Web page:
9/16/08 04:03 pm - nastyjeepgirls
7/22/08 09:30 am - camper4lyfe - CJ-7 Shackles
Does anyone here have, or know someone that has a CJ-7 (specifically looking at an 85)?
My buddy has one that needs new shackles, but he's leaving the country for a year (2 total) on Saturday. He's left his Jeep at his sister's with the request that I drive it for him from time to time (darn!). The only thing I dislike about it is the rear shackles need to be replaced. I can make a new set, not a problem, but I didn't have a chance to take any measurements, short of the bolt spacing.
If you have a CJ-7 and can take measurements, or know where I can find the information/dimensions of the stock shackles, I'd greatly appreciate it.
On a side note, I intend to beef up the stock shackles a bit. It won't cost much more, if anything to do it, so why not, right?
(apologies if you see this multiple times. Cross posting like mad.)
1/21/08 11:07 pm - sapphorlando - 4.2L - IL6 / 258 ci: rod bearing replacement?
Cross-posted to various Jeep communities
Vehicle: '90 YJ - 300,000 mi.
Motor: 4.2 litre / 258 cu. in. -- in-line 6-cylinder -- stock rebuild, approx. 150,000 mi.
Problem: Sounds like an old gangster movie
My mechanic says it's ready to go and could die any second. I haven't driven it since May, except to move it over a few feet. But my new neighbour listened to it and believes it might be as simple as replacing the rod bearings. He says this just involves removing the oilpan, undoing a couple screws, and replacing the bearings. This sounds like something I can handle.
Anyone have any knowledge or experience about this? Any tips? What parts and tools do I need? Any references I can use? (Online, ideally. Haynes isn't helping much, and I'm not too enthusiastic about the idea of buying more books that may or may not be helpful in this instance.)
12/22/07 12:07 pm - jeep_gir1 - This is why I love them.. (long but worth it)
Tales of an Old Jeep
By Henry J. Cubillan
In the years after World War II, thousands of ex-military Willys MB's and Ford GPW's were sold as surplus all over the world. Today, most of them have been scrapped, but a precious few of them have stayed with us as a piece of history. This is the story of one of them...
The old Jeep was tired, and its battered body looked particularly haggard in the autumn light. Today was its fiftieth birthday, and more than ever, he felt the weight of a lifetime of service on his sagging springs. As usual, he took it all in stride, always managing to do the work demanded of him, but on days like this, when the weather was cold and his latest owner favored the new Dodge Ram, leaving the Jeep in the musty, decrepit barn, old memories would creep up to him, beckoning, reminding him of better days....
He recalled the bright autumn morning when his crate was sealed and stowed in the hull of a Liberty ship for the long trip to North Africa. He remembered being assembled at a makeshift outdoor garage, the glaring sun of Tunisia warming his new canvas seats. For two long years, he served proudly with an infantry division, and he had been hit several times in the course of the war. Sometimes, when the weather was unusually cold, he felt a dull ache on his quarter panel, where the many coats of paint had never managed to conceal the dent left by a ricocheting .50 caliber slug.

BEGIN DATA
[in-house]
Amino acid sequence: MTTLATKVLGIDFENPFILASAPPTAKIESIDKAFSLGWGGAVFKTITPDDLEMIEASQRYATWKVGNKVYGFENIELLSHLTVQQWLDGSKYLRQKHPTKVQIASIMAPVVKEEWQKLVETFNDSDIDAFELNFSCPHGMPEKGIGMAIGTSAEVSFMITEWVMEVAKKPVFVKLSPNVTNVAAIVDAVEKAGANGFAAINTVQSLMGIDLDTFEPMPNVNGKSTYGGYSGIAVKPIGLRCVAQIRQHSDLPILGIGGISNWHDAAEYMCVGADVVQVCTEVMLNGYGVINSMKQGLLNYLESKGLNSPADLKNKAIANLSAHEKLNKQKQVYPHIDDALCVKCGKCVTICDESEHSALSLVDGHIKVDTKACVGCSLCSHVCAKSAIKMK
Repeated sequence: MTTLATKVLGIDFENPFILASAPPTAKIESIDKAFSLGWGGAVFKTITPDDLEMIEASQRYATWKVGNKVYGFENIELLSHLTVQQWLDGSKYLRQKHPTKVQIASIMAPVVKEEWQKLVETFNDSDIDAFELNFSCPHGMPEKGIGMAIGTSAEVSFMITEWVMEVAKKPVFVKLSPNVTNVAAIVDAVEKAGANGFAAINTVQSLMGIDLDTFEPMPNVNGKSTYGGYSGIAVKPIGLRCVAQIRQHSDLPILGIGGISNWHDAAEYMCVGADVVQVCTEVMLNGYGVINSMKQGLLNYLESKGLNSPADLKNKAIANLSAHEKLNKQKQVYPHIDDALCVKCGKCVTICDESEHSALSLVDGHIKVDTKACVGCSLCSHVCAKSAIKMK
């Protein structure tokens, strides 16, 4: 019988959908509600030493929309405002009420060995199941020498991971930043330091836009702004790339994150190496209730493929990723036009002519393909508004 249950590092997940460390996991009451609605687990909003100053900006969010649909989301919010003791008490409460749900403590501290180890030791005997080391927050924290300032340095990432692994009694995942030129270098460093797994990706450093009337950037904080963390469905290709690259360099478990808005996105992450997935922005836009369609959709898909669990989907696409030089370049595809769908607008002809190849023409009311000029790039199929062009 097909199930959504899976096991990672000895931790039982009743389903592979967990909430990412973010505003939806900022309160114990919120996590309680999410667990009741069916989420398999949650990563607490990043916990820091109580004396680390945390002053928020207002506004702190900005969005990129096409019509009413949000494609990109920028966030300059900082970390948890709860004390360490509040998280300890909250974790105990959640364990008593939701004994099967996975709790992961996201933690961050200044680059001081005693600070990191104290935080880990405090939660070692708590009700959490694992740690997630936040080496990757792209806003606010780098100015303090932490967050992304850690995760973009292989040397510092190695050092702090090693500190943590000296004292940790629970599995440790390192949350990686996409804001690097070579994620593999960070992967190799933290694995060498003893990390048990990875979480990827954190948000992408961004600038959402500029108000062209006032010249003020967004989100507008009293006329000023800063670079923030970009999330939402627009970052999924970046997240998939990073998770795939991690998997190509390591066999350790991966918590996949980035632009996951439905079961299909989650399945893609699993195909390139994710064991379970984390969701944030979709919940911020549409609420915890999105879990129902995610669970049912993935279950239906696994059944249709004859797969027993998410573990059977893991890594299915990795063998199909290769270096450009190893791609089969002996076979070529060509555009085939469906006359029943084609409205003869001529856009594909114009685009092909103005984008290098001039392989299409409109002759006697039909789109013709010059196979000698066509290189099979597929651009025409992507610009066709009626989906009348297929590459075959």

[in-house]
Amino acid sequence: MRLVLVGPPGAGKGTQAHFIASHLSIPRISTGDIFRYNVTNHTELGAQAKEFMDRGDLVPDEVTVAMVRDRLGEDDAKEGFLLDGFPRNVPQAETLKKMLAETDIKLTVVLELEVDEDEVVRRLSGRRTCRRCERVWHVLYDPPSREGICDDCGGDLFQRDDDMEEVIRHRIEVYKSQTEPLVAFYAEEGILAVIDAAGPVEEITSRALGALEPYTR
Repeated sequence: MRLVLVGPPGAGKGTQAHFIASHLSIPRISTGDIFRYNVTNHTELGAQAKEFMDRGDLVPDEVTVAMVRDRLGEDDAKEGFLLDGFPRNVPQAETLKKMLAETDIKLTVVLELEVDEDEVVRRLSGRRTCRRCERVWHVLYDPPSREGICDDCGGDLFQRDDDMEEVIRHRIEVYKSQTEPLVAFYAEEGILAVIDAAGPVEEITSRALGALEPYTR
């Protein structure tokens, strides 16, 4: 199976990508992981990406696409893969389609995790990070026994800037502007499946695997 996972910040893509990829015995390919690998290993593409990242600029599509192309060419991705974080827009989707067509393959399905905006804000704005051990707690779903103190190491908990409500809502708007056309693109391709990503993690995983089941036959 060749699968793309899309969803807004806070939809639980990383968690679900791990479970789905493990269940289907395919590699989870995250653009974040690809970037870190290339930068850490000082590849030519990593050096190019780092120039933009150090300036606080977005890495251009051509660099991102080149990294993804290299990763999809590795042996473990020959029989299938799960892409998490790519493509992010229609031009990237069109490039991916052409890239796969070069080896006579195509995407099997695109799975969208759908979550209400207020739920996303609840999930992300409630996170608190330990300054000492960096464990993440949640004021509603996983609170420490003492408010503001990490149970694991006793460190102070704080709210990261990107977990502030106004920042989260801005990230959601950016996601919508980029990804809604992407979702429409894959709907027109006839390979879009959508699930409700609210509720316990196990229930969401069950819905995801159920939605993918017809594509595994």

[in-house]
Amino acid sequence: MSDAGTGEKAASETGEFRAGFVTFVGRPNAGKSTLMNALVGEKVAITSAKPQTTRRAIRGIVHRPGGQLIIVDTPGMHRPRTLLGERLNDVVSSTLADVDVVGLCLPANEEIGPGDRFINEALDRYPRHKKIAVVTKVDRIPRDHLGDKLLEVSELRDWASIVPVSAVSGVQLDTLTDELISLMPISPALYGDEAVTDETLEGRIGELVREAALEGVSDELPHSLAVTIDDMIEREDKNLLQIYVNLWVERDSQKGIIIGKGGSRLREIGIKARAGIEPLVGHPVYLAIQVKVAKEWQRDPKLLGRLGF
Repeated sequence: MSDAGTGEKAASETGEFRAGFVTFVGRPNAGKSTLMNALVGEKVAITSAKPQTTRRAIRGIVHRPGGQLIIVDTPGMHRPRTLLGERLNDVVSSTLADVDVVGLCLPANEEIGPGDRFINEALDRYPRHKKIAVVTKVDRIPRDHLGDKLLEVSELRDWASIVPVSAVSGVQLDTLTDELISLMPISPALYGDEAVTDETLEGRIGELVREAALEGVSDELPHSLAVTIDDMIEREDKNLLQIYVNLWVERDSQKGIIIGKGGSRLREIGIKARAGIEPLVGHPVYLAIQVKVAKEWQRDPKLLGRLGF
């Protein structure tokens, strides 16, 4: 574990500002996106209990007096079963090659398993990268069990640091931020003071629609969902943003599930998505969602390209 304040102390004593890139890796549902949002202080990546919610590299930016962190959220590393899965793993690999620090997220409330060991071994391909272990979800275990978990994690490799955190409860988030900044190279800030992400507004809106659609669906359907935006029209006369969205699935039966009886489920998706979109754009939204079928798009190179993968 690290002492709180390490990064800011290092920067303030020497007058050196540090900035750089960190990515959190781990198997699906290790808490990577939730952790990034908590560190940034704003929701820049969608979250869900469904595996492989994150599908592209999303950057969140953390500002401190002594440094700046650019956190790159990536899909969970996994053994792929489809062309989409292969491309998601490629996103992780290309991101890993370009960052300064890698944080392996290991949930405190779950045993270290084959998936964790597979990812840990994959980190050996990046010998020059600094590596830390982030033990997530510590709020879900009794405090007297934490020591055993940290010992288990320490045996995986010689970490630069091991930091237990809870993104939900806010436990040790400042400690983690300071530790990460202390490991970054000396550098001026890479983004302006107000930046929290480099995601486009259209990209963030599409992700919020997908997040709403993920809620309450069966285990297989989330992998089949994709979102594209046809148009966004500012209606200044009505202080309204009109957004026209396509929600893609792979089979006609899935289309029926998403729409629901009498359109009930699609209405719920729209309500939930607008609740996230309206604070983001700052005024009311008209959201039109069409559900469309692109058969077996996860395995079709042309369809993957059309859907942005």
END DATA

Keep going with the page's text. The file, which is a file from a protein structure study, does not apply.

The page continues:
Fifty years of work had dulled, but never erased, the smell of battle from his body, the lingering mix of sweat, gunpowder, blood and most of all, fear. Twice he had his driver shot out from over him, leaving him stranded, helpless, in the midst of a raging battle; but always another young man would jump on him and drive him to safety. Time had blurred the faces of most of his comrades in arms, but he could still hear Jonesy, a young soldier who gripped the wheel too tightly, talking softly to him, begging him not to give up, to hold the last drop of water in a ruptured radiator as they made their way around enemy lines during a German counterattack somewhere in Belgium.
The Jeep remembered proudly the day he was driven through the streets of a liberated Paris, with Old Glory flying triumphantly on his back. He could still hear the cheers and smell the grateful tears and flowers that were dropped on him that day. How happy his young soldiers had been that day, gaping at the Eiffel Tower and stealing kisses from the French girls who followed them everywhere.
After the war, he had ended up in Belgium, stripped of his machine gun and radios and sold to a young farmer who used him to pull a tiller. His young wife told her husband that the Jeep's olive drab color reminded her of the war, so he received the first of his many civilian paint jobs, this one bright red. For many years, he saw the Flemish soil yield its plentiful harvest and the farmer's sons grow tall and strong. One of them, the youngest, would drive him often, and after his father's death he had taken him to the city. From it the old Jeep remembered the lights, the cacophony of noises that never stopped, and the dozens of pigeons who would irreverently cover his hood with droppings.
The Jeep remained in the city for years, driven infrequently, until the day he heard the old Englishman's voice for the first time. "That's exactly what I've been looking for, lad!", he heard, and his starter motor struggled to fire the engine. "This Jeep and I are going around the world!". Two weeks later, his engine completely overhauled and all of his fluids changed, he rumbled happily on brand new tires. He also sported a brand new paint job, bright blue, with a small Union Jack where the radio mount used to be.
( What followed was the best six years of his life..Collapse )